Q&A with Tim Murphy, author of "Christodora"
1. How did you come to write Christodora?
I didn't have an idea for a full book. The main dynamics of my life the past 25 years in NYC have been art, gay culture, media, music, books and very looooong friendships and on the flip side, mental illness, addiction, the long shadow of AIDS and the activism related to that, and after about 10 straight years of being a journalist (with a bit of activism thrown in), this book started as a lump in my heart of memories and experiences I needed to transmute into a novel. I published two novels, Getting Off Clean and The Breeders Box, in my late twenties before depression, addiction and and HIV diagnosis derailed me, and eventually, after thinking for many years that writing fiction was no longer a worthy pursuit in a world so crammed with real-life issues, I started feeling like I would gradually grow more and more unhappy and bitter if I didn't at least try to write fiction again. It was a huge release of my long-clenched novelist's heart! So I wrote a novella that looks very much like the first chapter of Christodora,and I found my way through this very long-spanning story chapter by chapter, making the key connections as I wrote. It did not come to me all of a piece by any means. I feel a bit like I discovered these lives and their connections while writing them, as the reader does.
2. What are you currently reading?
Ali Eteraz' Native Believer, a new and very funny, wacky and also sometimes painful novel about a contemporary secular Muslim-American guy who gets discriminated against on the job and then goes off the radar and into a kind of Islamic anarchic underground alternative scene in Philadelphia. It's really brilliant and very charming. I was laughing really hard on the train reading it and people were looking at me funny.
3. Do you have a personal favorite book of all time? If so, can you share it and tell us why?
That, of course, is the world's hardest question. I guess I think of books that I've read again and again and that I could probably pick up right now and happily read, partly because they were hugely influential to me in childhood or young adulthood, so I would probably say The Catcher in the Rye, The Secret History, Another Country and Howards End. The first because Holden Caulfield was my first brush with the thrilling notion of getting lost and going off the radar in a wild nocturnal city, the second because the New England noir atmosphere is very close to my childhood's, the third because it's so political and so madly romantic and sexual and just plain soapy at the same time, and the fourth because the bond between the Schlegel sisters is one of the most beautiful love stories ever told.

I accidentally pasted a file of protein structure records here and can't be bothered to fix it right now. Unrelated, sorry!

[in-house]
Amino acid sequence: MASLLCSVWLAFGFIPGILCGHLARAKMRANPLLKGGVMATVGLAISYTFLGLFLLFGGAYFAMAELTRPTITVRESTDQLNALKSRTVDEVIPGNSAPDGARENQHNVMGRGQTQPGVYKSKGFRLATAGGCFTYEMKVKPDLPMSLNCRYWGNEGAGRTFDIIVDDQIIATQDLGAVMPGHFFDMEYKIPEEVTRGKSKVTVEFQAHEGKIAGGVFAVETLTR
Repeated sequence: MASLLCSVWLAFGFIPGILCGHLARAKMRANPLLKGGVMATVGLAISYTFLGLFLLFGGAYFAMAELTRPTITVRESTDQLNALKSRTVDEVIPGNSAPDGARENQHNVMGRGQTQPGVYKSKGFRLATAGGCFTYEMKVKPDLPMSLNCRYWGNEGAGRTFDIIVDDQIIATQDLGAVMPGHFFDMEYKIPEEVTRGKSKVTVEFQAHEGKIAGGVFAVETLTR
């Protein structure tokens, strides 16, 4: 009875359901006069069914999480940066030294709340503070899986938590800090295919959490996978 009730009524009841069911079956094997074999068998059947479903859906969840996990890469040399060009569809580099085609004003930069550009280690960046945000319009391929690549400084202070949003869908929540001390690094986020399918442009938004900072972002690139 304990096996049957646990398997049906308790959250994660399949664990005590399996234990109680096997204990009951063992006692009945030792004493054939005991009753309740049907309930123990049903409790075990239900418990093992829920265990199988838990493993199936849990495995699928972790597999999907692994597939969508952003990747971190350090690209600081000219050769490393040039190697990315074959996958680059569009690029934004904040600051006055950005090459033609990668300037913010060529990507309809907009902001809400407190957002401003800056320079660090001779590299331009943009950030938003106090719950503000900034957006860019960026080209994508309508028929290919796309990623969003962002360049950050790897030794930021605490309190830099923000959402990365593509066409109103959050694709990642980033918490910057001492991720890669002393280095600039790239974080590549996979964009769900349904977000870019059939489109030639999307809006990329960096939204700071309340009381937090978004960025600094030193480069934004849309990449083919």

4. Is there anything you are particularly looking forward to the publication of?
Yes, I am dying to know what Jenny Egan has been working on these past few years since A Visit From The Goon Squad and I am also very excited and hopeful to see the publication of the novel that my friend Mike Albo (who wrote The Underminer, The Junket and Spermhood) has written, because I've read it and it is like a futuristic acid trip on the page. It's like opening up a book and falling into the most weirdly brilliant 3-D IMAX movie you've ever seen.
5. What’s next? Any upcoming projects in the works that you can tell us about?
I have started a new book but work on it has been stalled by the publication of Christodora and also by my jumping into the organizing of Gays Against Guns, which we formed here in NYC right after the June 12 massacre with an assault-weapon of 49 LGBTQ people at the Pulse nightclub in Orlando. We marched 800-strong in the NYC Pride March that very month to say that we queers are fed up with the gun industry's stranglehold on sensible gun violence prevention legislation in Congress and we're going to throw some old-fashioned, ACT UPChristodora-style street activism into this fight. We already have chapters forming in half a dozen other cities. There is nothing more solitary than writing a novel and nothing more collaborative than activism, so the gear-shifting has been dramatic for me. But I'm excited to get back to this new book soon. It's a very different landscape from Christodora and about a very different preoccupation of mine but it's also about bonds of family, which, I mean, why bother writing about anything else, right?
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